Learning about science in a museum is safer than experiencing it firsthand by accidentally ingesting a science textbook. Embrace science with today's Groupon: for $50, you get a one-year family membership (a $100 value) to UA Science: Flandrau.
Reopened in March 2010, Flandrau educates and entertains inquisitive toddlers and scrutinizing older than toddler people with. The one-year family membership covers two adults and four children or grandchildren under the age of 18 with benefits including free admission to regularly scheduled planetarium and music laser shows, Science Center exhibits, and the UA Mineral Museum. In the tinsel thicket of the holiday season, Flandrau sets forth a glittering array of yuletide diversion, such as the Laser Holiday Music Show, which dazzles with laser lights and images projected to the soundtrack of 15 beloved holiday tunes like Bing Crosby's White Christmas and Bing Crosby's Can It Get Any More Christmas? Discreetly didactic, the Holiday of Lights Planetarium Show, narrated by NPR's Noah Adams, accounts the history of the tradition of lights from multiple cultures, traces ancient winter solstice beliefs, and explains the science behind the seasons.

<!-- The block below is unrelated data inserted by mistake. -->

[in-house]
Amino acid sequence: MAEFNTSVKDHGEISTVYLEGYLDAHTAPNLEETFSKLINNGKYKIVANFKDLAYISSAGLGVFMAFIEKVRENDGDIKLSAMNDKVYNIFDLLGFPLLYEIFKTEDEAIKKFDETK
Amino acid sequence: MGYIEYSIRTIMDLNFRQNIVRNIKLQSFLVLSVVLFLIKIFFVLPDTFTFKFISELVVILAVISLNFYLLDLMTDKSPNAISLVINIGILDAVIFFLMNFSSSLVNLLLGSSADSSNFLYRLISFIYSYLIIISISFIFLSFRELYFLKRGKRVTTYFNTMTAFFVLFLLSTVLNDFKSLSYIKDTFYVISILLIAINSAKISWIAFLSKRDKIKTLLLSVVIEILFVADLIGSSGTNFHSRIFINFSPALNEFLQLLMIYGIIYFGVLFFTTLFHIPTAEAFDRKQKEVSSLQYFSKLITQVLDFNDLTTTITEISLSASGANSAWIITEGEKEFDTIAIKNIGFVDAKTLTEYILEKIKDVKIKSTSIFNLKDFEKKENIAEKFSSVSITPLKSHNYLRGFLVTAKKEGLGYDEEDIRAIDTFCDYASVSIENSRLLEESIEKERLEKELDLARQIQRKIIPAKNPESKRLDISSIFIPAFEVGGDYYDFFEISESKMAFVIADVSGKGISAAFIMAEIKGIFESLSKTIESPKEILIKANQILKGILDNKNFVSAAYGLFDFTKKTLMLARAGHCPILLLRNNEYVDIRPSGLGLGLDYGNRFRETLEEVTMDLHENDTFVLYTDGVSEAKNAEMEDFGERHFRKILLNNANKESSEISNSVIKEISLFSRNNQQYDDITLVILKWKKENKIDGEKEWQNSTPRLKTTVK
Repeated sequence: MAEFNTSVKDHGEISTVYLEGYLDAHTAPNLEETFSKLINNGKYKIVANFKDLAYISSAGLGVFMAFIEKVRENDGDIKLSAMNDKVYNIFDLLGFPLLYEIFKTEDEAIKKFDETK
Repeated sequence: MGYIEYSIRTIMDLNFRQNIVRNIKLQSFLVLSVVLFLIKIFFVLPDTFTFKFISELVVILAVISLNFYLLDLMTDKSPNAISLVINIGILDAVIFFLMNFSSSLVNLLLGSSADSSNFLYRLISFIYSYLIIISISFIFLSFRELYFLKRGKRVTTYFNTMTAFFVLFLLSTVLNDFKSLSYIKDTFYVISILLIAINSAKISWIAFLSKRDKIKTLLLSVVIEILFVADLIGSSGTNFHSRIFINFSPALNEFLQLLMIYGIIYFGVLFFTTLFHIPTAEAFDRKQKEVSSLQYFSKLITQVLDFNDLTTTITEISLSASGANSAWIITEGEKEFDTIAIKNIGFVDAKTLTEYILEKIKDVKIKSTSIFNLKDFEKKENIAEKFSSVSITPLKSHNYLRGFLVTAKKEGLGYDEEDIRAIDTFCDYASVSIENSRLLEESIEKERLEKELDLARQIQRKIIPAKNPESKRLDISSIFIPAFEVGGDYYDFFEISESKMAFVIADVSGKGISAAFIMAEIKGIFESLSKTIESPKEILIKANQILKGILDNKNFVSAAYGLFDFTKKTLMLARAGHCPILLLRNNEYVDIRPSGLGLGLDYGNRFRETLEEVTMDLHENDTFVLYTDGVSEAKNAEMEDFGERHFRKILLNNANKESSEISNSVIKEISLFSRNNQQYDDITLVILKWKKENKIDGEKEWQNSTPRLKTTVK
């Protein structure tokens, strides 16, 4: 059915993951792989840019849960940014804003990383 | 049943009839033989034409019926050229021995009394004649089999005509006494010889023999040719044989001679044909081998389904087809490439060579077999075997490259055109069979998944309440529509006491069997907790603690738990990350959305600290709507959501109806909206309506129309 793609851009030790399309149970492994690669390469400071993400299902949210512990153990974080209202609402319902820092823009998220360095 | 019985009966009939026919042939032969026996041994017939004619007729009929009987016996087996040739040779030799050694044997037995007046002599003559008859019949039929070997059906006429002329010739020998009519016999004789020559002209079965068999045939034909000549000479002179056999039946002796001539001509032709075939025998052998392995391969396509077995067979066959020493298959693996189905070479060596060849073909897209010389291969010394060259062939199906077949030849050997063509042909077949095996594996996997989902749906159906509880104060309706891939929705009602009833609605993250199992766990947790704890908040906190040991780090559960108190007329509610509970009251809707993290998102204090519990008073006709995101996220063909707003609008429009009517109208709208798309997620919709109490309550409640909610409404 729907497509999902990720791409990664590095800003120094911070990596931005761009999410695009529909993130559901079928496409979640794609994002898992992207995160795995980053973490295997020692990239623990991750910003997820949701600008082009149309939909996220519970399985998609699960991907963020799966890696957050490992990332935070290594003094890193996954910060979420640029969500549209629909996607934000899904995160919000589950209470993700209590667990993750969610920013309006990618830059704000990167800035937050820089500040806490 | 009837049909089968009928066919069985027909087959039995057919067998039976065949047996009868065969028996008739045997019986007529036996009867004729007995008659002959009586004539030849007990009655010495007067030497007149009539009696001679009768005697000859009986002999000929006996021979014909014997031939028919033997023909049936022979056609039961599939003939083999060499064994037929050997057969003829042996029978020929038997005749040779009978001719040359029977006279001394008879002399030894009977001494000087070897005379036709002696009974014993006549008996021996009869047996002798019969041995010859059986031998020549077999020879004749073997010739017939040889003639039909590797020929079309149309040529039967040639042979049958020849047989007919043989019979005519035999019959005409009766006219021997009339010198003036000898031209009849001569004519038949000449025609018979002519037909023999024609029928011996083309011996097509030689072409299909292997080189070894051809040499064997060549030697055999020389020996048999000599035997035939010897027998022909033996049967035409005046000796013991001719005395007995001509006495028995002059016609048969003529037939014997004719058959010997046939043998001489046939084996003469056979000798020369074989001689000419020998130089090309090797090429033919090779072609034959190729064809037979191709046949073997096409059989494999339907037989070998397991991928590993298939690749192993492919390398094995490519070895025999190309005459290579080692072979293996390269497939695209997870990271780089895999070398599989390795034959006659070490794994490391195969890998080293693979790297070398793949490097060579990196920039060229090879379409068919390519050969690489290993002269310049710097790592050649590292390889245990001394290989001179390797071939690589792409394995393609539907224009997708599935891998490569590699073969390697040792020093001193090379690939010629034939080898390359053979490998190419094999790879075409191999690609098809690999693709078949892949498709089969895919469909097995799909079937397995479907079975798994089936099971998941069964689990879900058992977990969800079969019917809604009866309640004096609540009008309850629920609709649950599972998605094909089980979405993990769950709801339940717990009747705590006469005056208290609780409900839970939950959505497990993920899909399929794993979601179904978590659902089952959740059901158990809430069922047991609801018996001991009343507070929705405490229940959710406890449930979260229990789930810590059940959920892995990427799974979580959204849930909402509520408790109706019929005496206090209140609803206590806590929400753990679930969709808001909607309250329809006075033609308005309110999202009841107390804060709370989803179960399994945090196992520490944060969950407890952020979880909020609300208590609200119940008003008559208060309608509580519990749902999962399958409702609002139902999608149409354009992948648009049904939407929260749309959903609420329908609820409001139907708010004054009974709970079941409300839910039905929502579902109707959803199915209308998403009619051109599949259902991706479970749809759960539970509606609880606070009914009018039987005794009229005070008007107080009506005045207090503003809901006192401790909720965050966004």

The family membership also includes reduced admission to more than 250 science centers worldwide, a 10% discount on merchandise in the Science Store, and the personal history of a star.
- …Flandrau Planetarium is the most convenient place in Arizona to do a little stargazing through a professional telescope. As such, it should be on the itinerary of anyone coming to Tucson (unless it happens to be cloudy). – Frommer's
- That said, the mineral exhibit is really cool...you know if you are a geek whole loves looking at rocks (I am). It is a huge selection of both native and semi-native rocks, stones and metals. – Erin G., Yelp
Flandrau Science Center and Planetarium
Located on the University of Arizona’s campus, the Flandrau Science Center and Planetarium opens the eyes of all ages to the scientific wonders of our planet, solar system, and universe. The center houses a mineral collection that dates back to 1892, and now holds more than 26,000 specimens including meteorites and minerals from Arizona, Mexico, and elsewhere in the world. They also feature exhibits such as an exploration of Arizona’s Sky Islands—mountains that rise above the desert basins and shelter myriad plants, birds, and animals. Other exhibits include Mars: Up Close and Personal, which features a scale model of the red planet’s surface.
1601 E University Blvd.
Tucson, Arizona 85719Get Directions